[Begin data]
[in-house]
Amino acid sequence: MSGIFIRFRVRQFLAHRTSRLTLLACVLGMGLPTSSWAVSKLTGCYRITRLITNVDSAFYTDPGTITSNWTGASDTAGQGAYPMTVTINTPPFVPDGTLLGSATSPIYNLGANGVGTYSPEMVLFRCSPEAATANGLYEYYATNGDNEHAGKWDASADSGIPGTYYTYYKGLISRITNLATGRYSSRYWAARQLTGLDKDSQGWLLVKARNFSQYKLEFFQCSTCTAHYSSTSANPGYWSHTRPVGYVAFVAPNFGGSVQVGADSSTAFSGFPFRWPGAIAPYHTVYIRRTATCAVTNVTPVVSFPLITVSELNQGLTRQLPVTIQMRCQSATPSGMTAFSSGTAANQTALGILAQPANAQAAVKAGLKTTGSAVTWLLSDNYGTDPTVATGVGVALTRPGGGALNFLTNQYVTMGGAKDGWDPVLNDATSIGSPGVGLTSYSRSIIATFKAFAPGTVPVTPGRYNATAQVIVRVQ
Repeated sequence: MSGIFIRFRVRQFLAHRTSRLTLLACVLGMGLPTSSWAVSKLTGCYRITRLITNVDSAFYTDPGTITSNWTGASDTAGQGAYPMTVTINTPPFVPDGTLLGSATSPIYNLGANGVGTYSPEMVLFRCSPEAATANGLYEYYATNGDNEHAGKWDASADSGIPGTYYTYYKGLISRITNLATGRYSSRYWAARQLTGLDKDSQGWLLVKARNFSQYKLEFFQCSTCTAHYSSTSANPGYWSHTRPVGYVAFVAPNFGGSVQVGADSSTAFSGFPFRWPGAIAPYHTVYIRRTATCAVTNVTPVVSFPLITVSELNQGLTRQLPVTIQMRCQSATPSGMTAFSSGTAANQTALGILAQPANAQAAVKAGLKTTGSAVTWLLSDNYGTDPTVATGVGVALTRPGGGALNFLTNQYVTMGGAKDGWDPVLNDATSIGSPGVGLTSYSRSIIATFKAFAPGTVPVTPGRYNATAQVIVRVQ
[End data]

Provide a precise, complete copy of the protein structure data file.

[in-house]
Amino acid sequence: MSGIFIRFRVRQFLAHRTSRLTLLACVLGMGLPTSSWAVSKLTGCYRITRLITNVDSAFYTDPGTITSNWTGASDTAGQGAYPMTVTINTPPFVPDGTLLGSATSPIYNLGANGVGTYSPEMVLFRCSPEAATANGLYEYYATNGDNEHAGKWDASADSGIPGTYYTYYKGLISRITNLATGRYSSRYWAARQLTGLDKDSQGWLLVKARNFSQYKLEFFQCSTCTAHYSSTSANPGYWSHTRPVGYVAFVAPNFGGSVQVGADSSTAFSGFPFRWPGAIAPYHTVYIRRTATCAVTNVTPVVSFPLITVSELNQGLTRQLPVTIQMRCQSATPSGMTAFSSGTAANQTALGILAQPANAQAAVKAGLKTTGSAVTWLLSDNYGTDPTVATGVGVALTRPGGGALNFLTNQYVTMGGAKDGWDPVLNDATSIGSPGVGLTSYSRSIIATFKAFAPGTVPVTPGRYNATAQVIVRVQ
Repeated sequence: MSGIFIRFRVRQFLAHRTSRLTLLACVLGMGLPTSSWAVSKLTGCYRITRLITNVDSAFYTDPGTITSNWTGASDTAGQGAYPMTVTINTPPFVPDGTLLGSATSPIYNLGANGVGTYSPEMVLFRCSPEAATANGLYEYYATNGDNEHAGKWDASADSGIPGTYYTYYKGLISRITNLATGRYSSRYWAARQLTGLDKDSQGWLLVKARNFSQYKLEFFQCSTCTAHYSSTSANPGYWSHTRPVGYVAFVAPNFGGSVQVGADSSTAFSGFPFRWPGAIAPYHTVYIRRTATCAVTNVTPVVSFPLITVSELNQGLTRQLPVTIQMRCQSATPSGMTAFSSGTAANQTALGILAQPANAQAAVKAGLKTTGSAVTWLLSDNYGTDPTVATGVGVALTRPGGGALNFLTNQYVTMGGAKDGWDPVLNDATSIGSPGVGLTSYSRSIIATFKAFAPGTVPVTPGRYNATAQVIVRVQ